|Pasticceria Vannelli, our favorite in Toscana|
- "Bars" in Italy are cafes and they are everywhere! The are usually quite small and have only a handful of tables. A pasticceria is a pastry shop that also serves coffee.
- Usually you go to the register and pay first then take your receipt to the barista who will make your drink. If you want a brioche (pastry), a typical Italian breakfast, order that while at the register as well.
|Un caffè at Bar Mulino in Positano|
- Your morning coffee is usually "taken" standing up at a bar and often accompanied by a delicious brioche. If you want table service there is a cover charge for doing so.
- Cappuccino and milk based drinks are for the morning, espresso in the afternoon and after meals. If you want to be sure to labeled as a tourist, order a cappuccino in the middle of the afternoon!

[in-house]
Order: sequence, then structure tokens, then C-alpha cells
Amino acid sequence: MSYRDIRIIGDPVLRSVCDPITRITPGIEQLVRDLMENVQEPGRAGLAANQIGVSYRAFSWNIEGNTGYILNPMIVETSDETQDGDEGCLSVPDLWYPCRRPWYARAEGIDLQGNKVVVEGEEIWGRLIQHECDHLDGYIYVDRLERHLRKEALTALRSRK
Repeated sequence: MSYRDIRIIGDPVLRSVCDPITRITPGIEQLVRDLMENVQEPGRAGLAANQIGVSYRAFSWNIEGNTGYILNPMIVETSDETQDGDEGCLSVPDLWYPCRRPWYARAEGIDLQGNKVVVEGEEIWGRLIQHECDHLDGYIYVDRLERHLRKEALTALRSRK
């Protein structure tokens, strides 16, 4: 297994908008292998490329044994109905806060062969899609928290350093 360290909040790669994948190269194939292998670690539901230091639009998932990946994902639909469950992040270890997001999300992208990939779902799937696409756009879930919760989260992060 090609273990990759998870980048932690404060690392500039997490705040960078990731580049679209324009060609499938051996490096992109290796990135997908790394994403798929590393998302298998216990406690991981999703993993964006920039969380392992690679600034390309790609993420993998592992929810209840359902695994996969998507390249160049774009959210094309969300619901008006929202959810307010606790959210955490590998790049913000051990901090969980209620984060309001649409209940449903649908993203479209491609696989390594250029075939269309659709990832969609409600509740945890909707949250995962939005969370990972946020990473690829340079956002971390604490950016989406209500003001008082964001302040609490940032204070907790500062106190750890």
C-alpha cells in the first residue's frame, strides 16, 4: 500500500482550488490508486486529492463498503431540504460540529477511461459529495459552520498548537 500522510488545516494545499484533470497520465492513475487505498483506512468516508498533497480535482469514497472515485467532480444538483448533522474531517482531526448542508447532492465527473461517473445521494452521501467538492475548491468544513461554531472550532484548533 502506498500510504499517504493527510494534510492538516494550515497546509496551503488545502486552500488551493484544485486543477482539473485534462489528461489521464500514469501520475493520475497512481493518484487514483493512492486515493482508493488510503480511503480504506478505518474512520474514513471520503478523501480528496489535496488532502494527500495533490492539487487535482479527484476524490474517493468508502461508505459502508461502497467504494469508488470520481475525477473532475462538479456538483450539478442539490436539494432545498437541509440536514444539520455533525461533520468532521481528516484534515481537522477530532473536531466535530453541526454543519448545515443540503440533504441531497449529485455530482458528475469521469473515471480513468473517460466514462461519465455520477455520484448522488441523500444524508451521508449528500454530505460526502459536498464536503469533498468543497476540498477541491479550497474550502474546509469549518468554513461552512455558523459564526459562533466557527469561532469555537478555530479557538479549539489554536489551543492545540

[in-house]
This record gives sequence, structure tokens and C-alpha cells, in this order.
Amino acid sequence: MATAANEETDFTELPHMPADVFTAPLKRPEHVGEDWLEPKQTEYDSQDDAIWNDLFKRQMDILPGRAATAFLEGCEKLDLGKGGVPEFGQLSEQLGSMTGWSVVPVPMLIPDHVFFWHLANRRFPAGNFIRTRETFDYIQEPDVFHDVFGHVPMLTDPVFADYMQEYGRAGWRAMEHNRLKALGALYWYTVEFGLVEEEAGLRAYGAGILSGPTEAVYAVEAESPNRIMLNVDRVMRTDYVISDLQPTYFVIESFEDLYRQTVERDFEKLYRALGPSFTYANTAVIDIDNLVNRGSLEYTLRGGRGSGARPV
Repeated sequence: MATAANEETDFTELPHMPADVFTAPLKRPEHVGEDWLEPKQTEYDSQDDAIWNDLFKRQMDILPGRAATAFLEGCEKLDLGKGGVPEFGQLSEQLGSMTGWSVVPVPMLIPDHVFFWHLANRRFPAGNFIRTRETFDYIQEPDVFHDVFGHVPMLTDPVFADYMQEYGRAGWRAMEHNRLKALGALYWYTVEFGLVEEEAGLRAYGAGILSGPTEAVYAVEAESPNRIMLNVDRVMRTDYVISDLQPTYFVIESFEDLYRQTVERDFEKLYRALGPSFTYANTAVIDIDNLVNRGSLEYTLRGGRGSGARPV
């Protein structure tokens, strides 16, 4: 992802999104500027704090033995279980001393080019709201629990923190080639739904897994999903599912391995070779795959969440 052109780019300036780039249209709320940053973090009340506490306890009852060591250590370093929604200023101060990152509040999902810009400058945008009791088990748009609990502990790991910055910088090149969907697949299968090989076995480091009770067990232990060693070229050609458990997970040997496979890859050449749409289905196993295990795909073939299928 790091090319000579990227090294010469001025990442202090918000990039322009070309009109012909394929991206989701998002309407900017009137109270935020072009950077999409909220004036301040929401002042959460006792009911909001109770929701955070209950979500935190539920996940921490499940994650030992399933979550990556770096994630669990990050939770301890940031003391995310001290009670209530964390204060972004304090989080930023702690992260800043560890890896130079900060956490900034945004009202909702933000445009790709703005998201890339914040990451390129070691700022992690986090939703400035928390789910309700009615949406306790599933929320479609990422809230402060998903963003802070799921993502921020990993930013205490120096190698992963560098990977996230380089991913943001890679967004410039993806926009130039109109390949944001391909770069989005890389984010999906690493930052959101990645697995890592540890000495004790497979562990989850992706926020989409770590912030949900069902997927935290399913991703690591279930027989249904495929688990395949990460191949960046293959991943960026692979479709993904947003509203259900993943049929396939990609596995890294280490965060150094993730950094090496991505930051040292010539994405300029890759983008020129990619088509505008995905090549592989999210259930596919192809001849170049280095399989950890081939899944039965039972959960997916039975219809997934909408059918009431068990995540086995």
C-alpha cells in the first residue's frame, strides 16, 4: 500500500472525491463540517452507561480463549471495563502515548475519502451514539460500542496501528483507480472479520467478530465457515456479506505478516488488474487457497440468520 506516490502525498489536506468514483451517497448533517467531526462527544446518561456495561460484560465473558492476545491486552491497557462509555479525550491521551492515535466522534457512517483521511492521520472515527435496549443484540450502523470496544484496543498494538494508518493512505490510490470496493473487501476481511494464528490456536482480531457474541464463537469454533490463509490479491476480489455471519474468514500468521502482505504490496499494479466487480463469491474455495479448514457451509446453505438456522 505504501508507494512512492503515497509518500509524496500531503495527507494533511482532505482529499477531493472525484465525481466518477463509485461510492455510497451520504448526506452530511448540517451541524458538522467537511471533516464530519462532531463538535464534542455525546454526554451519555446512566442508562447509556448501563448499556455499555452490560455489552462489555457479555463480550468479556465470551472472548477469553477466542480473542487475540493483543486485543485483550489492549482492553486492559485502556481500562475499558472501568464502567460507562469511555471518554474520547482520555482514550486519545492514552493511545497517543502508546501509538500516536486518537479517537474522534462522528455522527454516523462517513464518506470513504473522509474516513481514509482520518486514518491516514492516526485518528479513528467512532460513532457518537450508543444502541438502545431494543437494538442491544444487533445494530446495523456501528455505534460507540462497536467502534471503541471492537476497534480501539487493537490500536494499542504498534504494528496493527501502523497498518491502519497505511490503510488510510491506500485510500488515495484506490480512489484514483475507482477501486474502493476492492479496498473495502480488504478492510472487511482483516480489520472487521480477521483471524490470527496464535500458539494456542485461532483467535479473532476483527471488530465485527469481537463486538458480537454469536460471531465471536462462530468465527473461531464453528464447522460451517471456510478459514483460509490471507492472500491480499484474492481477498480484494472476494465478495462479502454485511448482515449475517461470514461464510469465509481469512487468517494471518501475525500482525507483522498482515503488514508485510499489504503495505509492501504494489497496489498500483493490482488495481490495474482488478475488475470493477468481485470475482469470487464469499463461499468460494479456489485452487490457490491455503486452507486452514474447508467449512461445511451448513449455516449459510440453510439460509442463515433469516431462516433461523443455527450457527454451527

Tre cappuccini at a "bar" in Milano
- If you order a lattè you will get a cup of milk, if you want coffee order a lattè macchiato or milk with espresso.
- If you order "un caffè" you will be served an espresso - unless you look like a befuddled tourist then your order will be confirmed, "Espresso?"
- An "Americano" is not American drip coffee but the Italian way to satisfy the needs of Americans who think bigger is better by adding water to shots of espresso and serving it in a large cup.
|A simple macchiato is espresso with a dollop of steamed milk|
|Un cappuccino e brioche, a typical Italian breakfast!|
- Coffee is not taken to go, and it is always served in the proper china on a saucer accompanied by a small spoon. Sugar, and the dreaded artificial sweeteners for the tourists, are on the bar.
- Whole milk is the norm. Touristy bars in big cities that are catering to Americans may offer something else but it is rare.
Un cappuccino alla mia cucina!